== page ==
Saturday, October 6, 2012

Printed Fins, Futures Base

Here's a project tangent: 3D printing fins.

When I first got this buggy plastic extruder a year and a half ago, I printed a couple tiny fins before the original motor began to fail. Just recently I pulled the contraption back out and fixed it up enough to print out some replacement/upgrade parts to make it much more reliable (the white gears in the picture). So now I'm back in the 3D printing game, with this extruder temporarily bolted onto the CNC router.

The quality with this setup is just good enough to start making mechanical parts for surfboard-related schemes I'm working on - but also good enough to play around with printing small fins.

I've got about 4.25" of vertical travel with this setup. So a fin with a half-inch deep Futures box base can only be about 3.75" tall. That's what you see here:



Anybody see the big problem with this fin? No - not the little crack at the trailing edge. Not the slightly textured surface. There's something wrong with the base. The base is almost perfect. But ...



it's backwards. That's right, I designed the base with the notches switched around. But it does fit nicely in the box, and only took a little touch up sanding work. So, yeah, fail, but success anyway.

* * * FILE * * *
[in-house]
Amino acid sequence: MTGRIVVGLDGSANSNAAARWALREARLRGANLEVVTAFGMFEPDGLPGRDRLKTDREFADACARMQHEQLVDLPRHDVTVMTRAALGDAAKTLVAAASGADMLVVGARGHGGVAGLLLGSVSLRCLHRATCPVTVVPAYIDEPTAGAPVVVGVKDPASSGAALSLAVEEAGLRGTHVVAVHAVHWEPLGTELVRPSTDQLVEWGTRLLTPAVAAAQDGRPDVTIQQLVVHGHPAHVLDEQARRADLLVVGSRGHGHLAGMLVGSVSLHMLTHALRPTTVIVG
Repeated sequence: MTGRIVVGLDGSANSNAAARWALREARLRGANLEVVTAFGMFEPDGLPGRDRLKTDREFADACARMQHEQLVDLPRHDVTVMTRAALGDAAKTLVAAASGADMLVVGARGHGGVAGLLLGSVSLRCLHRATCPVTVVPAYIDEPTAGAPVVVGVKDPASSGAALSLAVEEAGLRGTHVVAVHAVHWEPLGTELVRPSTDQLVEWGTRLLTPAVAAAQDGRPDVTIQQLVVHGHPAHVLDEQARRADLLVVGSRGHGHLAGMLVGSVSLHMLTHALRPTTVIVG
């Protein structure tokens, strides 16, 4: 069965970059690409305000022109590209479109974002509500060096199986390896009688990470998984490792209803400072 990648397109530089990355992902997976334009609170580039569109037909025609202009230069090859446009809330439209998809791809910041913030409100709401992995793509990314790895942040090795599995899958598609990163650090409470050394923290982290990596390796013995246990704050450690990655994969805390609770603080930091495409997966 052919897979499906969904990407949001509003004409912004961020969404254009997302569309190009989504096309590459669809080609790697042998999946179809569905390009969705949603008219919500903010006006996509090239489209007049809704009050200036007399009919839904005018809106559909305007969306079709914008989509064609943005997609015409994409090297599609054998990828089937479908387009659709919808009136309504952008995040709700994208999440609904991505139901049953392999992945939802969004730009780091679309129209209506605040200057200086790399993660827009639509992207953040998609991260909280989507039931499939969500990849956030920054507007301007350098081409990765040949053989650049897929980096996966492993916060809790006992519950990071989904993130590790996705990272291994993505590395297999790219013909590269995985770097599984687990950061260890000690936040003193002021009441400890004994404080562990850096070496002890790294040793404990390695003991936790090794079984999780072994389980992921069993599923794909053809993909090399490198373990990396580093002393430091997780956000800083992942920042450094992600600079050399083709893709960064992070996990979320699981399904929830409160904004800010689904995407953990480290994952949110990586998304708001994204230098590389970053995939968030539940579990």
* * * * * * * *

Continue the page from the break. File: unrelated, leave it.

I've only got this one early board with Futures boxes, and the box mount job itself is a bit funny. I mounted too shallow and sanded too much, so the boxes aren't as deep as they should be. That's why the base sticks up a bit here. The grub screw pins it down though, and the fit is tight, so it's secure.


Now, about 3D printing: the technology to print a surfboard has been here for a while. It's probably been done, though I haven't seen it. Maybe you have? Maybe secret prototypes are out there incubating, and we'll see the printed surfboard start-ups emerge soon.

What I'd like to see is some cheap, tall, RepRap-derived 3D printers built in garages, apartments, dorm rooms, able to print a 6' board overnight from maybe $50 worth of biodegradable - maybe even self-recyclable - plastic. It looks like that's possible today. Maybe a first step would be to build a printer with a 12"x4"x6" envelope, and print a board in sections.

Add that to my tangents list. The main focus now is on building a laser cutter, so I can develop more detailed cardboard core designs, and designing and printing parts for a servo-driven coelostat, for the SolarCNC project.